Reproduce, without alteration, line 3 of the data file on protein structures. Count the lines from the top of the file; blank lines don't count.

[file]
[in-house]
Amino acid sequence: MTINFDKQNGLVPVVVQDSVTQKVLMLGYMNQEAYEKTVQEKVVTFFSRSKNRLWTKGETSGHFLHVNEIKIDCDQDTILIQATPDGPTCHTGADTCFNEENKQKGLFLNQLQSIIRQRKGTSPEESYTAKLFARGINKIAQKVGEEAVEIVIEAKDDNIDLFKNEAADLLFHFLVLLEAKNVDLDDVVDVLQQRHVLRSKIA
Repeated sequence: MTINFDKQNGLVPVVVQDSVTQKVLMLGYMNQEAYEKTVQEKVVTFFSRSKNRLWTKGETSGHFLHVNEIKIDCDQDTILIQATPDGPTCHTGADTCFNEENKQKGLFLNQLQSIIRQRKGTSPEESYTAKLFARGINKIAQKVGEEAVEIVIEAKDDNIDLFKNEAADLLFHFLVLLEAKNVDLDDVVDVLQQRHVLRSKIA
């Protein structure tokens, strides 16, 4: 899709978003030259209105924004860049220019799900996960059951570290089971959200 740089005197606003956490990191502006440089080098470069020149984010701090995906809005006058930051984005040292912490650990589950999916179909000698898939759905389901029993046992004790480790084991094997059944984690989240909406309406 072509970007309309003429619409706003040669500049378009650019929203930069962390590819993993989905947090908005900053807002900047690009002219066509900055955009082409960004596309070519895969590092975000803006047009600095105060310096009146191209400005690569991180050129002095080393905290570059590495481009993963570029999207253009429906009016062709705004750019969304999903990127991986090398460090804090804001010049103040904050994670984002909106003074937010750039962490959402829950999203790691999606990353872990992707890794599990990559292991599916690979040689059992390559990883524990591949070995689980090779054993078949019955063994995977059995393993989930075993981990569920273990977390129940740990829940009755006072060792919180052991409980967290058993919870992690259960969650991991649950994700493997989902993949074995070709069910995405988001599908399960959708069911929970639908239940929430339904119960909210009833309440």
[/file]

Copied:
Repeated sequence: MTINFDKQNGLVPVVVQDSVTQKVLMLGYMNQEAYEKTVQEKVVTFFSRSKNRLWTKGETSGHFLHVNEIKIDCDQDTILIQATPDGPTCHTGADTCFNEENKQKGLFLNQLQSIIRQRKGTSPEESYTAKLFARGINKIAQKVGEEAVEIVIEAKDDNIDLFKNEAADLLFHFLVLLEAKNVDLDDVVDVLQQRHVLRSKIA